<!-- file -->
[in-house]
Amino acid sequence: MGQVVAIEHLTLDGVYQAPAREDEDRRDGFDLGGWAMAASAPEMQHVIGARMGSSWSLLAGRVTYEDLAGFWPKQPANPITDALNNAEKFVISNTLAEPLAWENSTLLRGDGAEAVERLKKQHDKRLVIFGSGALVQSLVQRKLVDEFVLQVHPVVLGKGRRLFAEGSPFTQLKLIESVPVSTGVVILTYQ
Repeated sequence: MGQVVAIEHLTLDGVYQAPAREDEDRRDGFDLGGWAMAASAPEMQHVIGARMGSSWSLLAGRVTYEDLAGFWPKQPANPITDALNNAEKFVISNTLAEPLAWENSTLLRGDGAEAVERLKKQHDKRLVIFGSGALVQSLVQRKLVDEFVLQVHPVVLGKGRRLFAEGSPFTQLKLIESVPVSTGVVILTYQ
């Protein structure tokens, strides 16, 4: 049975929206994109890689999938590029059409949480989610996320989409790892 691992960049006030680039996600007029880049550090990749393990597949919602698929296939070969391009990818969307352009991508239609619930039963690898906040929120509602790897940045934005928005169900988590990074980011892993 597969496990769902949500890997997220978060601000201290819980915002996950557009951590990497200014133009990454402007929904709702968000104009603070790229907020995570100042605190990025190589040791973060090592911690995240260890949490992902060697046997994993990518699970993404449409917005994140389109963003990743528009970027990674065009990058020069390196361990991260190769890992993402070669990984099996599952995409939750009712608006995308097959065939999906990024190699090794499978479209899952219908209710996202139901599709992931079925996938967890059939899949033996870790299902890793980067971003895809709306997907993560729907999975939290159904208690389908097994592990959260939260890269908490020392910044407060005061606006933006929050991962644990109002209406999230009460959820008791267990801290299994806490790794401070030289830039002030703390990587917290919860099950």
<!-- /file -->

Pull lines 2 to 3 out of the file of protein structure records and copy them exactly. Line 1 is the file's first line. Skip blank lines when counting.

Amino acid sequence: MGQVVAIEHLTLDGVYQAPAREDEDRRDGFDLGGWAMAASAPEMQHVIGARMGSSWSLLAGRVTYEDLAGFWPKQPANPITDALNNAEKFVISNTLAEPLAWENSTLLRGDGAEAVERLKKQHDKRLVIFGSGALVQSLVQRKLVDEFVLQVHPVVLGKGRRLFAEGSPFTQLKLIESVPVSTGVVILTYQ
Repeated sequence: MGQVVAIEHLTLDGVYQAPAREDEDRRDGFDLGGWAMAASAPEMQHVIGARMGSSWSLLAGRVTYEDLAGFWPKQPANPITDALNNAEKFVISNTLAEPLAWENSTLLRGDGAEAVERLKKQHDKRLVIFGSGALVQSLVQRKLVDEFVLQVHPVVLGKGRRLFAEGSPFTQLKLIESVPVSTGVVILTYQ